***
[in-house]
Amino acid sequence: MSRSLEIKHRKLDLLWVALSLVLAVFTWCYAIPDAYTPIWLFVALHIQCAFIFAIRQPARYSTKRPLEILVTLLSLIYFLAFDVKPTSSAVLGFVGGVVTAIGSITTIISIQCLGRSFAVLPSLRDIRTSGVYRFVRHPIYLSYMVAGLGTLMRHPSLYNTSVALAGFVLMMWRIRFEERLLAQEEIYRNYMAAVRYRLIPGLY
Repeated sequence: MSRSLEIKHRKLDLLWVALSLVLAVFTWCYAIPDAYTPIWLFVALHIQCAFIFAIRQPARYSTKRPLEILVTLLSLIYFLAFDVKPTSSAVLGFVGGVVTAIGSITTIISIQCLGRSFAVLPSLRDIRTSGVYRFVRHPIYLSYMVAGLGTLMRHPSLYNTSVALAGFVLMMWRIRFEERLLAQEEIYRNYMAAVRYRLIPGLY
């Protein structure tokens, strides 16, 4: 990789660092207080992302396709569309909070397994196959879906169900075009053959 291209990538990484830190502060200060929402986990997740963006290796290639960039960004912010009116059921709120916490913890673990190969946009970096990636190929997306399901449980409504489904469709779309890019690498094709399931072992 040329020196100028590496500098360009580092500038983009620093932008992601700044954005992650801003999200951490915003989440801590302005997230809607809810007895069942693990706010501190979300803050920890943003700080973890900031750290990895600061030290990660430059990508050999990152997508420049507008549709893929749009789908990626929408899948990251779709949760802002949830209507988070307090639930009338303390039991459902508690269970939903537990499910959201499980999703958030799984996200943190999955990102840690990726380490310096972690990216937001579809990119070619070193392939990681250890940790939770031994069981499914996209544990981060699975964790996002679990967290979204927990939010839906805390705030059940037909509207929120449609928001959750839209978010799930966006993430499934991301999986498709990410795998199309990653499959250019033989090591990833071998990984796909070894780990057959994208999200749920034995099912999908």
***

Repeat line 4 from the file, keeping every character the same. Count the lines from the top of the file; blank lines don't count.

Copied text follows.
């Protein structure tokens, strides 16, 4: 990789660092207080992302396709569309909070397994196959879906169900075009053959 291209990538990484830190502060200060929402986990997740963006290796290639960039960004912010009116059921709120916490913890673990190969946009970096990636190929997306399901449980409504489904469709779309890019690498094709399931072992 040329020196100028590496500098360009580092500038983009620093932008992601700044954005992650801003999200951490915003989440801590302005997230809607809810007895069942693990706010501190979300803050920890943003700080973890900031750290990895600061030290990660430059990508050999990152997508420049507008549709893929749009789908990626929408899948990251779709949760802002949830209507988070307090639930009338303390039991459902508690269970939903537990499910959201499980999703958030799984996200943190999955990102840690990726380490310096972690990216937001579809990119070619070193392939990681250890940790939770031994069981499914996209544990981060699975964790996002679990967290979204927990939010839906805390705030059940037909509207929120449609928001959750839209978010799930966006993430499934991301999986498709990410795998199309990653499959250019033989090591990833071998990984796909070894780990057959994208999200749920034995099912999908």